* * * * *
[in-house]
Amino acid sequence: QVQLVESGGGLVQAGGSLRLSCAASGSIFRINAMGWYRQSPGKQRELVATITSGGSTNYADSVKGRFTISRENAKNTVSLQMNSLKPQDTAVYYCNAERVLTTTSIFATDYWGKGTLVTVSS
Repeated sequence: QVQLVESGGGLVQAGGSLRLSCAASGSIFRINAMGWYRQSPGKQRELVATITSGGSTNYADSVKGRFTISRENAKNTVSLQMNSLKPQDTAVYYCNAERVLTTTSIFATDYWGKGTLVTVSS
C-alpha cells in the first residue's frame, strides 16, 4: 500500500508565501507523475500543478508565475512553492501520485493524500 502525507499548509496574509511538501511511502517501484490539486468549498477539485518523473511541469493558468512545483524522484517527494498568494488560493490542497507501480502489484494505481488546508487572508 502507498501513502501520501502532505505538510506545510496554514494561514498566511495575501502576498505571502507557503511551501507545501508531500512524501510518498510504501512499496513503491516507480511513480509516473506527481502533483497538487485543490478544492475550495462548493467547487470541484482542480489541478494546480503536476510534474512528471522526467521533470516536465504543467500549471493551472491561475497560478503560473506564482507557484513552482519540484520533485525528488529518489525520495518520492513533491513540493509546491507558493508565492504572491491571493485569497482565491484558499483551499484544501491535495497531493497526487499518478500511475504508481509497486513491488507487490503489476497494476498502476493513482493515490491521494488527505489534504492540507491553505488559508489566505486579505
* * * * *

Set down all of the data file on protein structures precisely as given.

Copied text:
[in-house]
Amino acid sequence: QVQLVESGGGLVQAGGSLRLSCAASGSIFRINAMGWYRQSPGKQRELVATITSGGSTNYADSVKGRFTISRENAKNTVSLQMNSLKPQDTAVYYCNAERVLTTTSIFATDYWGKGTLVTVSS
Repeated sequence: QVQLVESGGGLVQAGGSLRLSCAASGSIFRINAMGWYRQSPGKQRELVATITSGGSTNYADSVKGRFTISRENAKNTVSLQMNSLKPQDTAVYYCNAERVLTTTSIFATDYWGKGTLVTVSS
C-alpha cells in the first residue's frame, strides 16, 4: 500500500508565501507523475500543478508565475512553492501520485493524500 502525507499548509496574509511538501511511502517501484490539486468549498477539485518523473511541469493558468512545483524522484517527494498568494488560493490542497507501480502489484494505481488546508487572508 502507498501513502501520501502532505505538510506545510496554514494561514498566511495575501502576498505571502507557503511551501507545501508531500512524501510518498510504501512499496513503491516507480511513480509516473506527481502533483497538487485543490478544492475550495462548493467547487470541484482542480489541478494546480503536476510534474512528471522526467521533470516536465504543467500549471493551472491561475497560478503560473506564482507557484513552482519540484520533485525528488529518489525520495518520492513533491513540493509546491507558493508565492504572491491571493485569497482565491484558499483551499484544501491535495497531493497526487499518478500511475504508481509497486513491488507487490503489476497494476498502476493513482493515490491521494488527505489534504492540507491553505488559508489566505486579505